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ECONOMY > Trade

Japan-EU trade deal flies in face of protectionist trend

  • December 10, 2017
  • , The Japan News , 4:15 a.m.
  • English Press
  • ,

Japan and the European Union concluded more than four years of negotiations over an economic partnership agreement on Friday that will bring to fruition an enormous and significant free-trade bloc. The two sides intend to use the agreement to promote free trade amid a global spread of protectionism.

 

A World Trade Organization ministerial meeting — the body’s highest decision-making entity — is set to begin Sunday in Argentina. In advanced talks over a joint ministerial statement, the United States, which has signaled it is putting its own interests first, took issue with language describing the importance of multilateral trade.

 

Japan and the EU’s announcement on the conclusion of an EPA demonstrated the importance they place on free trade.

 

The EPA talks faced difficulties regarding procedures to settle investment disputes between companies and governments, even after a broad agreement was reached in July.

 

Japan insisted on the use of existing international organizations, but the EU called for the creation of an investment court with stricter procedures, given its concern that it might be forced to revise its own systems due to a series of lawsuits from large companies.

 

A break came in autumn when the EU side unofficially approached Japan with the idea of splitting off talks on the investment issues, including the dispute-resolution mechanism.

 

The EU’s 28 members have a unified customs system, and the right to conclude agreements that would eliminate or reduce tariffs is held by the EU, not its individual member states.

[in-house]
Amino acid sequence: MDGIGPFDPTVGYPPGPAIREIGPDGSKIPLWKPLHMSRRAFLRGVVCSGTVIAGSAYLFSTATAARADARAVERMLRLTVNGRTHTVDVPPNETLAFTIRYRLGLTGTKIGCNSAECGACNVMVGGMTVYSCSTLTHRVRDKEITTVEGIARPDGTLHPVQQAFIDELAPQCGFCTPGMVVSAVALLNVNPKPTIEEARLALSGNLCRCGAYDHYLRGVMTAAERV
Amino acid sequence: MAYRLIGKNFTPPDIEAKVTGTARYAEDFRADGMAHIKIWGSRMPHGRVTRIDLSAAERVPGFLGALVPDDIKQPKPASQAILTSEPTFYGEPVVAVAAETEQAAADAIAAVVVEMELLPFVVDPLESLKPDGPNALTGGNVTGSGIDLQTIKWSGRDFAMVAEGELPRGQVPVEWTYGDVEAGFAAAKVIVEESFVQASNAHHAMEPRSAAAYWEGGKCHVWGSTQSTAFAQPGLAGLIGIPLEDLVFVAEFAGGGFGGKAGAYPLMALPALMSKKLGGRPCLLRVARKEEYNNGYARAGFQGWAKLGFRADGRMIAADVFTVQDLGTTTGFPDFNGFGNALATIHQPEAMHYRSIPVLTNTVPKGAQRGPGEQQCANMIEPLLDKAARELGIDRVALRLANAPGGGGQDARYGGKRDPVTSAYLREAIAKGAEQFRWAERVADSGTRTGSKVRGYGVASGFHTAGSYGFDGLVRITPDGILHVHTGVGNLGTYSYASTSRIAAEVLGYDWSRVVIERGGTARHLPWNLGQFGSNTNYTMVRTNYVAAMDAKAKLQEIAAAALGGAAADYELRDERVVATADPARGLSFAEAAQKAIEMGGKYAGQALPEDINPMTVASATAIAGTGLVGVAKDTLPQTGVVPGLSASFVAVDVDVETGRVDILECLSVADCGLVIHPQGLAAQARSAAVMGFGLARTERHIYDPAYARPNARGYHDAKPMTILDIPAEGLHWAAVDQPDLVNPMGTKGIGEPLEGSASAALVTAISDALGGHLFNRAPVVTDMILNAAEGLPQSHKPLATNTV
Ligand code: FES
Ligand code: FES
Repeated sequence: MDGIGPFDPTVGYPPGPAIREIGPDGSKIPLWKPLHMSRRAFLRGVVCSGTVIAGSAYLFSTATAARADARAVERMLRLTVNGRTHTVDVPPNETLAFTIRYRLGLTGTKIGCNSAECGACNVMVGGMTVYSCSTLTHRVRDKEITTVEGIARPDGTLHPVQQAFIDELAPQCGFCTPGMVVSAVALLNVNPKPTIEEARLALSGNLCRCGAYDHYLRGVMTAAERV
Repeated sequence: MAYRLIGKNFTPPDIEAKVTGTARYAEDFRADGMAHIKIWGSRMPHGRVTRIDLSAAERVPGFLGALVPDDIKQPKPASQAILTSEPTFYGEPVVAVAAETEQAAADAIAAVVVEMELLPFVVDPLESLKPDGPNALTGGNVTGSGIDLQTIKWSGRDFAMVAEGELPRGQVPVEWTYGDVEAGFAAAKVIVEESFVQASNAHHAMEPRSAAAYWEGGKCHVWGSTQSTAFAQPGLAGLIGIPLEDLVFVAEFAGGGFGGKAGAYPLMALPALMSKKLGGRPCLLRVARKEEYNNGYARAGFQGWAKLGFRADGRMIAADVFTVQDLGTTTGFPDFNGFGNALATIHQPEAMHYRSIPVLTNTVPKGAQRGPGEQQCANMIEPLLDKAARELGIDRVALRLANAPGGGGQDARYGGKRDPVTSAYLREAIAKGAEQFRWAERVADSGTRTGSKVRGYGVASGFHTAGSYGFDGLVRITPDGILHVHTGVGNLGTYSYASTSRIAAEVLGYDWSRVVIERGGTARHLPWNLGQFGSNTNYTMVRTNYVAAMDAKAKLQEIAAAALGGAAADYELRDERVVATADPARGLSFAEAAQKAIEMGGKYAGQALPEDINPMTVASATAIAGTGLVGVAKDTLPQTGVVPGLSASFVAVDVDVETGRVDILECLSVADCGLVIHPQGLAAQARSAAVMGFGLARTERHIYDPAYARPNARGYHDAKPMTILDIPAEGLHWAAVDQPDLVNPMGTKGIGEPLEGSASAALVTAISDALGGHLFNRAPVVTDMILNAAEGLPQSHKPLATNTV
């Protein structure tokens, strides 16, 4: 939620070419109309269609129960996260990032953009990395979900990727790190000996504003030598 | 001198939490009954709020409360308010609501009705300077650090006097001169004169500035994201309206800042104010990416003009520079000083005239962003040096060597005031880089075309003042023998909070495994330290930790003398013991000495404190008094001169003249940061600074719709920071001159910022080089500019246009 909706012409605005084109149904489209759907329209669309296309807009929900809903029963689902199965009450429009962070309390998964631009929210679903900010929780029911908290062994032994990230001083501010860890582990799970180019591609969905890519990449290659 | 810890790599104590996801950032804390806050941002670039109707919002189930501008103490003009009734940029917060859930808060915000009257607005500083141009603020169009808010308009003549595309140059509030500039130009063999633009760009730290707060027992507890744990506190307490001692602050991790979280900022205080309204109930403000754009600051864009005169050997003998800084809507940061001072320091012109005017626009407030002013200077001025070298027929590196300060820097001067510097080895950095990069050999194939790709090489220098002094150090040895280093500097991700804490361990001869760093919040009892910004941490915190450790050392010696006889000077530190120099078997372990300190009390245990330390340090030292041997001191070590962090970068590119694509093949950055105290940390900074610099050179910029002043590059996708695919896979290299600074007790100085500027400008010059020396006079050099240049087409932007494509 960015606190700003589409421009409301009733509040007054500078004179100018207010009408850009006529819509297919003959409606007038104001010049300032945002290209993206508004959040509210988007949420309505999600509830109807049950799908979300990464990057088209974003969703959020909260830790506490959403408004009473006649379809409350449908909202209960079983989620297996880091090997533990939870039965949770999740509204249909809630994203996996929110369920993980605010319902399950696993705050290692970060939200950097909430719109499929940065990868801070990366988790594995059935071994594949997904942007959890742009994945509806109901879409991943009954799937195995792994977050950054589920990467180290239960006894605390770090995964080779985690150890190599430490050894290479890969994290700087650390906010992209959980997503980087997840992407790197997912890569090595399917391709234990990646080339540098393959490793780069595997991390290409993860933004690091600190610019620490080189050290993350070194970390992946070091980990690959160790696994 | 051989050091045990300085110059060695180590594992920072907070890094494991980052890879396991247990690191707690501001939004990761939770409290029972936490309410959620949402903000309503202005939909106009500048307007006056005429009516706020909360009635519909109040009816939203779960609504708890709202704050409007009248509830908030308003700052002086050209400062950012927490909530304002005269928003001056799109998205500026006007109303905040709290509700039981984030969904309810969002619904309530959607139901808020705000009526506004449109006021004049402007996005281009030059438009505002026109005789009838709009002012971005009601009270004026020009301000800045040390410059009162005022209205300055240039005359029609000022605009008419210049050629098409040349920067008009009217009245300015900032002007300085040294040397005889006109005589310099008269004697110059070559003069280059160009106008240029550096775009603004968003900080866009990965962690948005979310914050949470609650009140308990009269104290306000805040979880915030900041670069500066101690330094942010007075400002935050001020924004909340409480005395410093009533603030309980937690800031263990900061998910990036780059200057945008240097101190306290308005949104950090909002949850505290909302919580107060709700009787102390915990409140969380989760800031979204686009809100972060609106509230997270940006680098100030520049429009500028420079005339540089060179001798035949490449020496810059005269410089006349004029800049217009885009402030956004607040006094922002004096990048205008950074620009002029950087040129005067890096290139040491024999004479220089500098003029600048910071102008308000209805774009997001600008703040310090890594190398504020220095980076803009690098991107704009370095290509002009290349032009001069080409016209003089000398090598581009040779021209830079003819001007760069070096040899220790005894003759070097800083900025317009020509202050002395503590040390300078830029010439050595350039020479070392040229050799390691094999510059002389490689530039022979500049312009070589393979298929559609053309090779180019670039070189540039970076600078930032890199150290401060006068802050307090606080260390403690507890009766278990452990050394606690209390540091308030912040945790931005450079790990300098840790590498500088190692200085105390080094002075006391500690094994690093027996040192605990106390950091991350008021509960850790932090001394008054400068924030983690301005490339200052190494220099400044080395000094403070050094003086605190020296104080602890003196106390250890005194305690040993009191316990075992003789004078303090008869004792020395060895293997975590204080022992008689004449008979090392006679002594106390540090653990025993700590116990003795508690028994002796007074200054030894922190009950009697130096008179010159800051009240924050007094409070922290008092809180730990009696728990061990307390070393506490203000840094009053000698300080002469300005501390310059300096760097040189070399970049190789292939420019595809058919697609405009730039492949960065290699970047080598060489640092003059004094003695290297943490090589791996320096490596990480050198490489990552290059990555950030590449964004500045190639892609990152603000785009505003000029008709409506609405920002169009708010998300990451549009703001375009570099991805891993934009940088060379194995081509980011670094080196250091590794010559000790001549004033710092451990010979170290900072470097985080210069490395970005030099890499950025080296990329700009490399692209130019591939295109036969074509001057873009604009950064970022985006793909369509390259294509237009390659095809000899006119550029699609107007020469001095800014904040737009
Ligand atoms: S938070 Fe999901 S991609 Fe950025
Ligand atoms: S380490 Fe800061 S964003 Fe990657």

However, if the accord covered the investment issues, approval from the national assemblies of all 28 member states would be required, which could delay the pact’s implementation.

 

Japan agreed to split off the investment issues in a bid to ensure that the tariff provisions — which will bring major benefits to automobile makers and consumers — come into force at an early stage.

 

Japan’s automobile industry welcomed the conclusion of the EPA because lowered tariffs on automobile exports — which would be implemented in stages — would reduce the retail prices of their products in the EU.

 

Japan exported 610,000 automobiles, or 13 percent of its total automobile exports, to the EU in 2016. The EU is an important market, second only to North America, which accounted for 41 percent of exports.

 

That said, Japanese automakers are increasingly manufacturing vehicles in Europe. “It’s unclear how big the direct benefits will be,” an industry source said.

 

In the meantime, imports of cheese and wine, two products with deep roots in Europe, are expected to increase. Consumers would benefit, but domestic producers could be threatened. “If we’re flooded with cheap foreign cheese, it could lead to a culling of domestic dairy products,” a 59-year-old dairy farmer raising about 130 cows in Sarabetsu, Hokkaido, said anxiously.

 

Producers of products such as Japanese sake, tea and wagyu-branded beef see the EPA as a chance to increase exports to Europe. The government plans to increase support for livestock farmers and strengthen export assistance programs.

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